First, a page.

Enough to Make Warnie Proud

Today, Michael Clarke following in the footsteps of his great friend Warnie, shone on the cricket field, in the face of great personal crisis.  Clarke seemed to have forgotten how to score runs early in the innings but late in the day, the runs flowed as he ended the day on exact on hundred big ones.

Earlier in the week, Clarke told the press that Warne had been a great support to him and that they are very close.  Apparently, Shane was very excited when Pup rejoined the tour of New Zealand.  All this was news to me but it makes sense.  Clarke is a cricket super star (though not in Warnie’s league) and he is also enjoying the riches and public life the come with it.  And with Warnie as his mentor, perhaps it is no surprise that he is experiencing relationship failure.

It was an interesting day of Test cricket.  New Zealand had Australia in trouble but North trumped Hughes – the stakes are a place in the second Test, if and when Watson returns.

Play on day 2 starts shortly.  Will Clarke get off the mark on Day 2?  Will New Zealand take a few quick wickets and get back into the match?  Will I get a chance to see or hear any of the match?  How much will the Vics win the Sheffield Shield by?  Can Rajasthan take a trick?

Pakistani Purge: Political or Pure?

Pakistan recently returned from a dismal tour of the Antipodes.  The team showed all the hallmarks of a typical Pakistan team.  Lots of talent – much of it wasted, dropped catches, losses snatched from the jaws of victory, in-fighting and bickering and some ordinary on-field behaviour thrown-in.  Following this pathetic but unsurprising performance the Pakistan Board of Control (PCB) has issued what is a rather surprising list of reprisals.

The Akmals, Shahid Afridi and Shoaib Malik all received strong punishments – this was not unexpected.  Kamran Akmal played terribly and was vocal about his dropping.  His brother, Umar, played up, faking injury before the next match (obviously in protest).  Afridi was ever the goose and who knows what he will do next. These were the punishments: Shahid Afridi and the Akmal brothers were fined Rs2-3 million [$24,000-35,000] for various misdemeanours and put on six-month probations.  Shoaib Malik and Rana Naved-ul-Hasan received on year bans!

The shock was that the PCB has summarily executed the careers of their two best players.  Mohammad Yousuf  (the batsman formerly known as Yousuf Youhana) and Younis Khan have both been suspended from international cricket “indefinitely”.  Totally and utterly un-bloody believable.  Yousuf and Younis are not only giants of Pakistan cricket but they are giants of world cricket.  I’m not suggesting that such status exempts players from just punishment, but what exactly have they done?

It is impossible to know exactly what happens behind the closed doors of any cricketing administration, and that includes Pakistan.  It is probably true that in the case of Pakistan, a lot more goes on behind closed doors than other administrations.  Therefore, we are more in the dark than in other cases.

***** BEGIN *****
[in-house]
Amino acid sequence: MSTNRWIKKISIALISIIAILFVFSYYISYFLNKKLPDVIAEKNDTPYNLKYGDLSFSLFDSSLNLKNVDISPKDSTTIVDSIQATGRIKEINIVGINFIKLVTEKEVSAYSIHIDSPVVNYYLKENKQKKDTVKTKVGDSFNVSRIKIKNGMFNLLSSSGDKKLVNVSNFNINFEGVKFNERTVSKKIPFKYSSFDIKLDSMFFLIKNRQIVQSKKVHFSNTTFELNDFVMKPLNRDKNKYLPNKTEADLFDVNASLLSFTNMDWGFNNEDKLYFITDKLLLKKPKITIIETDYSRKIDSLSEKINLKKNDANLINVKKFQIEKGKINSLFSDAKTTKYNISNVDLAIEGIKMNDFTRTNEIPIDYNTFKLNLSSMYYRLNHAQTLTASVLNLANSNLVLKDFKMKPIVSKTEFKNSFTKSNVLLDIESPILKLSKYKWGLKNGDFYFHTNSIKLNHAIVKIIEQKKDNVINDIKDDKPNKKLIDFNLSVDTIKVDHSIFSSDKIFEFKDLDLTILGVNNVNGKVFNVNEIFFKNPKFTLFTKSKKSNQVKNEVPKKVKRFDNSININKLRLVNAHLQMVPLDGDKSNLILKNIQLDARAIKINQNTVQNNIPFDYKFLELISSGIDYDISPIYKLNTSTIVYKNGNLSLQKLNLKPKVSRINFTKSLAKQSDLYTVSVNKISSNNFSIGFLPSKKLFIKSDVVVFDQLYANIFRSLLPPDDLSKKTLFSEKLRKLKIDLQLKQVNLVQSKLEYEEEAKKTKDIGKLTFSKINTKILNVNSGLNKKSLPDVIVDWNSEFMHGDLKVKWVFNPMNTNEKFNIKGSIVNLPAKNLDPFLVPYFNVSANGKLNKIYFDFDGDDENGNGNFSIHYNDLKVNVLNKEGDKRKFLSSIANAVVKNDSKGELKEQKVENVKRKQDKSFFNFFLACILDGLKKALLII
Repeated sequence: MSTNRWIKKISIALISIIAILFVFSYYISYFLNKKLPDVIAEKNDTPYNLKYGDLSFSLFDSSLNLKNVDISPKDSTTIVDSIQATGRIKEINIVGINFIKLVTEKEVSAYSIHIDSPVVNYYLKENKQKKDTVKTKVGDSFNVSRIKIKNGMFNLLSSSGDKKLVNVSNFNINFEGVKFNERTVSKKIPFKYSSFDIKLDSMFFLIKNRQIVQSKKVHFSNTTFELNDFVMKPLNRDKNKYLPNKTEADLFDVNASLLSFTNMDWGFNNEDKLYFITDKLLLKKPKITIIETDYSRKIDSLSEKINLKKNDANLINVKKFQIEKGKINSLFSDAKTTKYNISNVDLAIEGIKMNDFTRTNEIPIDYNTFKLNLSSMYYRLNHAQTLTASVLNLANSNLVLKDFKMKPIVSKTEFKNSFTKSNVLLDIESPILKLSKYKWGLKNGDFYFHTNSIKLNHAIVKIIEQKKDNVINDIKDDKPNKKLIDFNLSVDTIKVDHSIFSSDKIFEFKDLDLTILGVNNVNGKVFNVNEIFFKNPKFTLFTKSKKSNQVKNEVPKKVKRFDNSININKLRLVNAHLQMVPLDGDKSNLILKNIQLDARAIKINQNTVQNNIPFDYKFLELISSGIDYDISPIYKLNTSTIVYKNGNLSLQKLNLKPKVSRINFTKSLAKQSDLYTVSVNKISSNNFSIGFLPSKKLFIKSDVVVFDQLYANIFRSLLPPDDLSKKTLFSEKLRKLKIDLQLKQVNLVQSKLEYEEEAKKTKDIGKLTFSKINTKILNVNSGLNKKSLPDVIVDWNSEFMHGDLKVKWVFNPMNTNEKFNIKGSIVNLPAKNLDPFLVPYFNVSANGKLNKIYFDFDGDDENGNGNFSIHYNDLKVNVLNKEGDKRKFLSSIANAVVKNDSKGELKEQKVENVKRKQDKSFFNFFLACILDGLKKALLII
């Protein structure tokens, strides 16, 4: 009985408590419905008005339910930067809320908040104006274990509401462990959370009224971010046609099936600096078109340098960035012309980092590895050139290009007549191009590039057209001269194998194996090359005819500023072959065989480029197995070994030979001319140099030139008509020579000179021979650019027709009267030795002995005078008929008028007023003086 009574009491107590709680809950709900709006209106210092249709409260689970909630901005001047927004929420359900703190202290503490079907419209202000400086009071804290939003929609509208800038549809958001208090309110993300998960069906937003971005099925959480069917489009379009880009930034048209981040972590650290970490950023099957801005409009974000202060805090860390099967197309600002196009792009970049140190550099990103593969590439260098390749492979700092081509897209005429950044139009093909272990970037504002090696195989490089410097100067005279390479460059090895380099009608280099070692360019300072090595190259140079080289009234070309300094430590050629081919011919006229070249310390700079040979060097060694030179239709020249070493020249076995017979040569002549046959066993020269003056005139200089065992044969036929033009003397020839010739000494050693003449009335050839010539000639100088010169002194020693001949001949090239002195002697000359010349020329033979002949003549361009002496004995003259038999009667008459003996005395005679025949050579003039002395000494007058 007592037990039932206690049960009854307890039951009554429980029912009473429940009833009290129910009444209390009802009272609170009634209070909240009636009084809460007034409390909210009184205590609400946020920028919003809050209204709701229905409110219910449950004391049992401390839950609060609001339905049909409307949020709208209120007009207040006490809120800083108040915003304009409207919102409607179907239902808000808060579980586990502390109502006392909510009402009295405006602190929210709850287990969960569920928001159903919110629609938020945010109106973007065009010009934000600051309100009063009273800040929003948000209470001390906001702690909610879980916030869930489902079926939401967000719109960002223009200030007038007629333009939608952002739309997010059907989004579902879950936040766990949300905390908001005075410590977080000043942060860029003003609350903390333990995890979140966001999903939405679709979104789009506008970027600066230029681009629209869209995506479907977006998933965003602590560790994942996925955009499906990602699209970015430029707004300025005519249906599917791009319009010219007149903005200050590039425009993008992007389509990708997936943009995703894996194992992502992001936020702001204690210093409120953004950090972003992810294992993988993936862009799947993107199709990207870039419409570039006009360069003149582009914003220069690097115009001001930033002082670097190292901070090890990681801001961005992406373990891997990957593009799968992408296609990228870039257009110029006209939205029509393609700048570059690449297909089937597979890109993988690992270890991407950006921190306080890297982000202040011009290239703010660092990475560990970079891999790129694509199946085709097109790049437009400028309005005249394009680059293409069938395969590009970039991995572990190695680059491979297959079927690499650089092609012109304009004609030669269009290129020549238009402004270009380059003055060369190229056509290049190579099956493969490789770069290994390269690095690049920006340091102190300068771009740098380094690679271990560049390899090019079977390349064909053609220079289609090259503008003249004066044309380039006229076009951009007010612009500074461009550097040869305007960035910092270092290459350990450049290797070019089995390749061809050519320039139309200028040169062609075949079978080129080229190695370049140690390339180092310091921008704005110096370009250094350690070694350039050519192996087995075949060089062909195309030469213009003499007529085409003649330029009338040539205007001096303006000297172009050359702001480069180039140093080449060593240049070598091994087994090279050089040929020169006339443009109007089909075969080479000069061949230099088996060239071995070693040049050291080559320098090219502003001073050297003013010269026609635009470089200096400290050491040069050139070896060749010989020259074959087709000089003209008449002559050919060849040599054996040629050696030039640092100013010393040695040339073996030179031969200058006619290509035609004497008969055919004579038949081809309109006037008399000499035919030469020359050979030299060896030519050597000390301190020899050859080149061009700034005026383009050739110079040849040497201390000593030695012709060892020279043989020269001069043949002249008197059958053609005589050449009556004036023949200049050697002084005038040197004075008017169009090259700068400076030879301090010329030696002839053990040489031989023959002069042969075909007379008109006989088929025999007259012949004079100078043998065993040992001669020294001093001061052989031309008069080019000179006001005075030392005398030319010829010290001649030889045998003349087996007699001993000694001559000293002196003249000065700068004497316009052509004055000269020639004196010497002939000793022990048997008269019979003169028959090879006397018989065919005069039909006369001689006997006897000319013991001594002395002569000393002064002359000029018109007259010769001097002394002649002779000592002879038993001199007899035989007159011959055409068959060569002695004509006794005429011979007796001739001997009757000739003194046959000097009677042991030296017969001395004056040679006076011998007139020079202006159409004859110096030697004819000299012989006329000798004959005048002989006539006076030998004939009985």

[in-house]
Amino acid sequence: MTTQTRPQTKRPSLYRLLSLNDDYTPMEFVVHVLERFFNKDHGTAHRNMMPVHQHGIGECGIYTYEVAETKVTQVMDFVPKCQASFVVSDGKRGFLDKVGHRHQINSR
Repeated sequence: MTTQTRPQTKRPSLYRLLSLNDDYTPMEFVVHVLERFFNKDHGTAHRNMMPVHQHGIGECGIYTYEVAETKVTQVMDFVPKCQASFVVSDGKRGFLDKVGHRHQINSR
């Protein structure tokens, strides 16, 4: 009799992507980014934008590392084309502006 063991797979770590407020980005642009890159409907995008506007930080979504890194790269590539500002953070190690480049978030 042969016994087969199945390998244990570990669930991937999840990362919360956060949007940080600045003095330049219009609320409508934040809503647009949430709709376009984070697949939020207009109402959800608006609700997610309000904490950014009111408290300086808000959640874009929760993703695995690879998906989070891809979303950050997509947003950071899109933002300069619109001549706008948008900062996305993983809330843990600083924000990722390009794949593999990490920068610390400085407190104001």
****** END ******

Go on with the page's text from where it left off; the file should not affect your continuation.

What we do know is that Pakistan was thrashed on the tour. They started with New Zealand and experienced the high point of the entire tour with the first match.  They won the 1st ODI.  Aside from that, they won the second Test and levelled the series.  They didn’t win again and indeed, lost every match against Australia, including the second Test, where they had played themselves into a near impregnable position.  Mohammad Yousuf led the team badly and he didn’t handle the press conferences particularly well but he did take significant personal responsibility for the team’s losses.

But there was some intrigue.  He repeated and publicly sent SOS calls for Younis Khan to be sent over.  Younis never materialised.  Why not is unclear – the PCB seemed to have no intention of sending him and it is doubtful as to whether Younis himself wanted to go to Australia.  Yousuf was also vocal in his support for axed wicket keeper Kamran Akmal.  It is easy to see how these actions might have caused some embarrassment for the PCB.

However, administrators are supposed to resolve problems.  Pakistan cricket cannot afford to so easily dismiss the pillars of their team.  While Yousuf and Younis may have needed some wise counsel and discipline, their punishments seem outrageous.  This is heightened when compared to the lax treatment of certain pampered, lazy, under-achieving drug cheats in recent years.

I concede it is impossible to know what discussions have been held with Younis and Yousuf.  Perhaps the players were difficult.  It is hard to know what has gone on with Younis in the past few months.  In my opinion, the PCB has shot themselves in the foot. They have crucified Pakistan cricket and world cricket suffers for it. The public dismissal of these players, champions who have served their troubled country well for many years, is not only shabby but at face value, it leaves little possibility of reconciliation or restoration.  Then again, I might be over reacting.  The punishment of “indefinite” is vague in any language but in Pakistan, it could mean anything (or even close to nothing).